With the subfloor up to spec, next stop was to cut & lay the new plywood flooring ready for test fitting of the new shower tray etc.

With the plywood floor down, the new shower tray was manoeuvred into position and placed on the fllor. All somewhat easier said than done as this is a stone-cast resin tray and calling it heavy would be somewhat of an understatement.



Test-fitting the tray also provided an opportunity to check & mark exactly where the waste needed to be fitted leading to holes being cut in the new floor to accommodate it.


Finally, to ensure that it is possible to access the waste to attach the pipework after the tray has been cemented down, a small “access hatch” needed to be cut out and sufficient additional batons added around its edges to provide something to attach it back to once the plumbing has been completed.


New bathroom floor

Given the state of the old floor boards in the bathroom we were left with little option except to remove them & start again with a new plywood floor – more suitable as a solid base for a shower tray & floor tiles.

Thanks to the joists being just slightly too far apart to support the new plywood sheets where they meet the first task was to construct sufficient additional support under the joins to prevent the new floor from sagging or the tiles cracking…

Getting underway.. lots of measuring, planning & sawing…

New “sleeper” joist / “long noggin”ready to install…

 

More new supports under joints…

Ready for the floor…. and waste pipework…!



Kitchen – the reveal!

All building work’s now been completed and the kitchen is finished (bar a tiled splashback).

Here’s how it was supposed to end up, according to the plans:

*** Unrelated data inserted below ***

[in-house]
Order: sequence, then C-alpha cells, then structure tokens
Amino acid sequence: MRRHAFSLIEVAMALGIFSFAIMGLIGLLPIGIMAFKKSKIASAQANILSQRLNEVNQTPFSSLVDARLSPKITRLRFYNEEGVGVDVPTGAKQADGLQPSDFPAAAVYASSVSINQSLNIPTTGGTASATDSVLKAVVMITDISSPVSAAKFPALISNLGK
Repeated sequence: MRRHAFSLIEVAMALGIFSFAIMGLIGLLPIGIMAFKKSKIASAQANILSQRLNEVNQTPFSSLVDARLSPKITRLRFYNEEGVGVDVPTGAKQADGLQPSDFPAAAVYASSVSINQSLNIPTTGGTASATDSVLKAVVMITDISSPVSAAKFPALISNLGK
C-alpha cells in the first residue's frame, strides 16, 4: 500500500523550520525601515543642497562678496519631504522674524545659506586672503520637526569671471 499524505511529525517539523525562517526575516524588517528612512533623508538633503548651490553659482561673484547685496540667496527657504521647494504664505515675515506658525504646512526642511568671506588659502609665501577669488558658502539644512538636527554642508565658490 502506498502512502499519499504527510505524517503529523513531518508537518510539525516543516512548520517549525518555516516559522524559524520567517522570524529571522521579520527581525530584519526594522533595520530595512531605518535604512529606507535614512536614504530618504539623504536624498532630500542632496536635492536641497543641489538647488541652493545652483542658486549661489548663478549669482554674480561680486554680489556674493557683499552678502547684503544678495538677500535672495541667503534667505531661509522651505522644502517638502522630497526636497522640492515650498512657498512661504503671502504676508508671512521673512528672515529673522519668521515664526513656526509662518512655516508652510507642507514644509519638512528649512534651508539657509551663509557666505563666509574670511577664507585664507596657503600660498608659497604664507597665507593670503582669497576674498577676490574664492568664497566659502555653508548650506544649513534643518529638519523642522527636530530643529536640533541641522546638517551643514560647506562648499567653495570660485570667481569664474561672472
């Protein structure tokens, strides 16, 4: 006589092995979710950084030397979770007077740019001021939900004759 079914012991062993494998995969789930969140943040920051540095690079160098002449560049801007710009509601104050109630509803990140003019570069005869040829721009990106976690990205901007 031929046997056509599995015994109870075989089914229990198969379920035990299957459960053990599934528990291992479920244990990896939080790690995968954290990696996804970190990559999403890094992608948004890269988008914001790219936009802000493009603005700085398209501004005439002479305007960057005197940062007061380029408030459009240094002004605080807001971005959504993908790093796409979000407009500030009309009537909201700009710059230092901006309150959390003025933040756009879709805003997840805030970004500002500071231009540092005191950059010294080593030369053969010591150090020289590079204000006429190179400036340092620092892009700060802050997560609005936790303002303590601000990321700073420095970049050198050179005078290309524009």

And this is the finished result!

For a look around, have a look at this “PhotoSynth” of the finished kitchen!

http://photosynth.net/embed.aspx?cid=c2be9062-406b-4fc2-b870-a67425e452c3&delayLoad=true&slideShowPlaying=falsePhotos:



Full credit has to go to Upgrade Building Solutions for completing a first-class job!


Bathroom floors

Once the old bathroom had been stripped out we were able to get our first good look at the floor….

… and promptly determined that this was a prime opportunity to remove the old floor boards replacing them with plywood as a much more stable & solid base for tiling.

With the boards up, we got our first clear look at the original plumbing and promptly set about removing most of it as it seems that over the years hot & cold pipes have been extended & run to every corner of the room when they’re really not needed.

The feeds for the last extension & new kitchen supplies also run through the room so this was a prime opportunity to upgrade the hot supply to 22m pipework to boost the flow at the taps as once the floor has been replaced & tiled we’re not planning on taking it up again any time soon.

Breaking out the blowtorch & flux, this task kicked off…

New 22mm hot supply going in:

Quick static pressure test to check for any leaks…

New hot & cold supplies completed for kitchen & extension, along with feed to the new sink & WC positions.